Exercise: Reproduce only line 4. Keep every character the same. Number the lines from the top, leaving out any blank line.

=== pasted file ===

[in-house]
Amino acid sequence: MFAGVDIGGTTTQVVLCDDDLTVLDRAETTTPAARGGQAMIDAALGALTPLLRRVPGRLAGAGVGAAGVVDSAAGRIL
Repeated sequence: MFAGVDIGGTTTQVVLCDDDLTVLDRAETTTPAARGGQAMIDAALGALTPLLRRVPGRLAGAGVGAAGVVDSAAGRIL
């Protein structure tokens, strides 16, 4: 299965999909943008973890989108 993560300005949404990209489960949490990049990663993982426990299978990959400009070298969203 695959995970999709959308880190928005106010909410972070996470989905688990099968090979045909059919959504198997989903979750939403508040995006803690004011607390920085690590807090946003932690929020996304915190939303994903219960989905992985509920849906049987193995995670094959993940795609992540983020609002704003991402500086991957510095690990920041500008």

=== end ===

């Protein structure tokens, strides 16, 4: 299965999909943008973890989108 993560300005949404990209489960949490990049990663993982426990299978990959400009070298969203 695959995970999709959308880190928005106010909410972070996470989905688990099968090979045909059919959504198997989903979750939403508040995006803690004011607390920085690590807090946003932690929020996304915190939303994903219960989905992985509920849906049987193995995670094959993940795609992540983020609002704003991402500086991957510095690990920041500008």